Contributed by Harrison
Description: Ellendale Swamp - Black Camp Insurrection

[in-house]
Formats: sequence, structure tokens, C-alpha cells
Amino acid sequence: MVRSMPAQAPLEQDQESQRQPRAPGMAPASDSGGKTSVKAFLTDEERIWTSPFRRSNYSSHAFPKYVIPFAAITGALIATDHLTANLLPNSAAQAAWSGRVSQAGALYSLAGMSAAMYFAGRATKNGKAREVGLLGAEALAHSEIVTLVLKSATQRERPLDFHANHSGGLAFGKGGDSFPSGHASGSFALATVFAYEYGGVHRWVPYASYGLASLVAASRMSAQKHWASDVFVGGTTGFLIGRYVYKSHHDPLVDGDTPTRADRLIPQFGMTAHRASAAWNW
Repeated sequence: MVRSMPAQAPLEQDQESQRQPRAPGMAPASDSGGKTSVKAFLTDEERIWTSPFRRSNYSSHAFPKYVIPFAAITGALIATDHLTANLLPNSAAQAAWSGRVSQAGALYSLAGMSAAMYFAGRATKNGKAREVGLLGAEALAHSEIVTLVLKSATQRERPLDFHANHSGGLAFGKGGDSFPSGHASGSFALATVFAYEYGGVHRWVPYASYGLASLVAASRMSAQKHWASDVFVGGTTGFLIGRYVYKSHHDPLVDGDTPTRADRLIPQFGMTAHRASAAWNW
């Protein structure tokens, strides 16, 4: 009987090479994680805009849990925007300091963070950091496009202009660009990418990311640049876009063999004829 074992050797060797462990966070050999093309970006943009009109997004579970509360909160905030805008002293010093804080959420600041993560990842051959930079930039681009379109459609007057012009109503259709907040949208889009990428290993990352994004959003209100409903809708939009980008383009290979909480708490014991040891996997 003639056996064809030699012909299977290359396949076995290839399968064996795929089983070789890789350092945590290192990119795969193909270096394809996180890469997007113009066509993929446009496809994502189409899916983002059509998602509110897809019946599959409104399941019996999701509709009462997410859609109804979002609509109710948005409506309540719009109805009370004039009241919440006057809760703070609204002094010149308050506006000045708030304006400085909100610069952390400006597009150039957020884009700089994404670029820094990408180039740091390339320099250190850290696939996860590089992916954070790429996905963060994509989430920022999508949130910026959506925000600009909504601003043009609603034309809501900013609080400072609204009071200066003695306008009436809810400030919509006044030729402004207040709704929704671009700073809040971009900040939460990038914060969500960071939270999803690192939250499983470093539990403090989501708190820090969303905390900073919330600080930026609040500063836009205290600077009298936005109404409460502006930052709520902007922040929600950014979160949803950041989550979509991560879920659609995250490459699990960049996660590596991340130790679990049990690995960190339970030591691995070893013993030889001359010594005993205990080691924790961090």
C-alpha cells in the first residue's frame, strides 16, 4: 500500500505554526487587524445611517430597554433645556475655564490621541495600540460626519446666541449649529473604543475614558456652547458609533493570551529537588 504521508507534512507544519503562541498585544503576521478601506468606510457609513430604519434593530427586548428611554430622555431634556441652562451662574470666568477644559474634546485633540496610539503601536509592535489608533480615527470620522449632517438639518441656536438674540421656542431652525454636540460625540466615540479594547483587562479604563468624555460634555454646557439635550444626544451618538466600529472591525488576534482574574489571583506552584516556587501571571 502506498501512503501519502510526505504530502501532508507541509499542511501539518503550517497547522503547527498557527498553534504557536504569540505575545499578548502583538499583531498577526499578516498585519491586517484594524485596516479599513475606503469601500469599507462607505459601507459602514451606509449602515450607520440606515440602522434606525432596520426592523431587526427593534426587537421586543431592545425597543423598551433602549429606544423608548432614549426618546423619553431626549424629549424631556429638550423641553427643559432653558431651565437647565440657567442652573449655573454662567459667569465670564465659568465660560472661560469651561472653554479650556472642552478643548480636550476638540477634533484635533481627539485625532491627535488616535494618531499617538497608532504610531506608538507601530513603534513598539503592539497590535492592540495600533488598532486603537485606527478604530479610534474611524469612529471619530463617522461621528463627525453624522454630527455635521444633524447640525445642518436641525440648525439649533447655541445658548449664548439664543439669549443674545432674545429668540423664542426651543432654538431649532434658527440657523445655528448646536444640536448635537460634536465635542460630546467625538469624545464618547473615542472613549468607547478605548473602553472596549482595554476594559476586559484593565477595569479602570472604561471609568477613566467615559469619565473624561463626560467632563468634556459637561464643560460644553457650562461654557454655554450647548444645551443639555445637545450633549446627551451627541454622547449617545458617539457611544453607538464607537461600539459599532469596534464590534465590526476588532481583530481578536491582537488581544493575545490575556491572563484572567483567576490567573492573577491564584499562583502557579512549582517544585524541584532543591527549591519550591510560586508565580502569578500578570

The Nanticoke Swamp, as Ellendale Swamp was then known, was said to be a place where criminals hid from the law in the 1750's thereabouts. One cause being that this area was in a border dispute between Maryland and Delaware, and neither claimed jurisdiction. In 1780's the Nanticoke Swamp became a refuge to British Loyalists and known as the Black Camp Insurrection. Harold Hancock in his "History of Sussex County" says "With the removal of the British from Philadelphia in the spring of 1778, British vessels in the Delaware Bay decreased and activities of Sussex County Tory's diminished except for the 1780 Black Camp Rebellion in which insurrectionists, mainly from Sussex Counties Cedar Creek and Slaughter Neck, who had headquarters in this Swamp about six miles north of Georgetown where 'leaders' Bartholomew Banynum and William Dutton had near 400 men under arms formed into militia units. These people, it was said' were ignorant, opposing all laws, favored the Kings Law, the payment of tax and thought that the south of Chesapeake Bay had laid down arms and taken Kings Law and thought Sussex should do the same." A Continental Militia from upper Delaware dispersed these insurrectionists, some were place in the Continental Army, some faced treason charges and some were to be "hung by the neck until most dead, then cut their bowels out and be burnt before your face, then the head be severed and the body quartered". By good fortune, this order common for treason, was never carried out and all were pardoned in 1780 session of the General Assembly on November 4th. In 1780 there were two villages, Fleatown, aka Federalsburg, to the North and New Market to the south. Ellendale had not yet been formed.